There are several features that can be used to characterise DNA. For instance, the entire sequence of nucleotides can be examined. The process of determining this information is known as sequencing. The typical length of a genome, the complete set of information available from DNA, is in the order of billions of base-pairs. It is therefore usual to sequence only a small section of the genome. Even then, this process is time-consuming and expensive.
An alternative to sequencing is to examine the length of microsatellites at par-ticular regions (loci) of the genome. Microsatellites consist of small groups of nucleotides, typically between two and four nucleotides long, which are repeated many times. For example, the dinucleotide pair AC might be repeated 5 times at a particular region in the DNA, (AC)5 = ACACACACAC. Microsatellites in the order of 5 to 20 repeated units are sometimes referred to as Short Tandem Repeats (STRs). The term “microsatellite” is generally used to refer to regions of DNA with at least 50 repeating nucelotide groups.
Microsatellites are drawn from regions of the DNA which do not code for proteins, i.e. from regions which aren’t associated with genes. These regions are known as “non-coding DNA”, and also commonly referred to as “junk DNA”. Because these regions are not associated with a particular characteristic, there is no reason to favour individuals that inherit a particular variant over any other. That is, there is no selection pressure on the inheritance of microsatellites. Microsatellites are therefore inherited at random, which makes them useful for statistical analysis.
1.1 Motivation and Goals of the Project
1.2 Species of Rattus in New Zealand .
1.3 The Effect of Rats on New Zealand Ecosystems
1.4 The Importance of Understanding the Invasibility of Islands to Rats
2 Fieldwork Methods
2.1 Study Sites
2.2 Fieldwork Methods
3 Labwork and Data-cleaning
3.2 DNA Extraction, PCR and Allele Identification
3.3 Data-cleaning and Binning
3.4 Genotyping Errors
4 Pilot Study: Waiheke Island, May 2004
4.2 Trap-site Details
4.4 Discussion of Results
5 Literature Review for Exploratory Methods of Investigating Ge- netic Differentiation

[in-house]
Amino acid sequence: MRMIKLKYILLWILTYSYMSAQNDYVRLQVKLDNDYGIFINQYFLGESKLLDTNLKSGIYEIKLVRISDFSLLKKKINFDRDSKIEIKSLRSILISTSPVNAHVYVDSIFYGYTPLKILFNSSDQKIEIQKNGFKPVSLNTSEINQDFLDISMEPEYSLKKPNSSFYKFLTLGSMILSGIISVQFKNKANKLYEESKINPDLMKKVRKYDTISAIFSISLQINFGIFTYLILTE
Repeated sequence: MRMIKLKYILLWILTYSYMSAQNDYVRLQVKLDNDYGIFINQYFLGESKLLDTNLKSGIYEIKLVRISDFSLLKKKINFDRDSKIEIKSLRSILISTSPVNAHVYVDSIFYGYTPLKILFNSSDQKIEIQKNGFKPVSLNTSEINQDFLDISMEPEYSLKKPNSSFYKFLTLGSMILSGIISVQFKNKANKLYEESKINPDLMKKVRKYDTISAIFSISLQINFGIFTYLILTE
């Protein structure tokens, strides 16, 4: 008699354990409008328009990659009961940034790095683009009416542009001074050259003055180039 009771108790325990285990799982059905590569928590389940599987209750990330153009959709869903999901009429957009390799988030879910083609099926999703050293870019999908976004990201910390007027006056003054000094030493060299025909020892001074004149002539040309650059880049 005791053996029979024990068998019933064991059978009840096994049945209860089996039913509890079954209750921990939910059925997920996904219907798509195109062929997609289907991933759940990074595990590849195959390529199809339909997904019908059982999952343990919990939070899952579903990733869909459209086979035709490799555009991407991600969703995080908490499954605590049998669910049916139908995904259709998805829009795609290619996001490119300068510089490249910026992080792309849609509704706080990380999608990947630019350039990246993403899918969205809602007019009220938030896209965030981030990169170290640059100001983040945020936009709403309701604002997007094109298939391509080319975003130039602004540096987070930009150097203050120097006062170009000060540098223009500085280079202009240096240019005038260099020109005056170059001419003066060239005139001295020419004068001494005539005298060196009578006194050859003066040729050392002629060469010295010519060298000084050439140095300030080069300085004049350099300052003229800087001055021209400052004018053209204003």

5.2 Genetic Distances
6 Graphical User Interface 85
6.1 Map Creation in R
6.2 Genetic Data Format for the GUI
6.3 Specifying Population Locations for the GUI
6.4 Features of the GUI
7 Survivors or Reinvaders? Introduction to Population Identifica- tion
7.1 Pearl Island
7.3 Methods of Interpreting the Output .
7.4 Missing Data
8 Multivariate Posterior Assignment Probabilities
8.1 Assignment Probability
8.2 Calculating the Probabilities
8.3 Displaying the Probability Profiles
8.4 Statistical Test of Separation
9 The Power of Exploration
9.1 Invasion of the Birdie Snatchers: Ship Rats on Stewart Island, Rakiura
9.2 Something in the Water: Norway Rats in the Bay of Islands, Ipipiri o Tokerau
9.3 Pi-rats of the South Pacific: Ship Rats in the Bay of Islands, Ipipiri o Tokerau
9.4 Barriers to Progress: Ship Rats on Great Barrier Island, Aotea
10 Literature Review for Modelling Rates of Inter-population Migra- tion
10.1 Using Mark – Recapture Methods to Estimate Migration
10.2 Estimating Migration Through Genetics
11 Adapting the Program BayesAss
11.1 Estimating Migration Through Genetics
11.2 Application to Real Data
11.3 Great Barrier Island
12 Metropolis Hastings Proposal Intervals
12.1 Construction of Acceptance Probabilities
13 Summary Statistics
13.1 Head-Body Length versus Tail Length81
13.2 Colour Morphs of Ship Rats
13.3 Variation of Mass
14 Multiple Paternity
15.1 Advancement of Knowledge
15.2 Communication of Findings
15.3 Future Directions
GET THE COMPLETE PROJECT
Stochastic modelling of rat invasions among islands in the New Zealand archipelago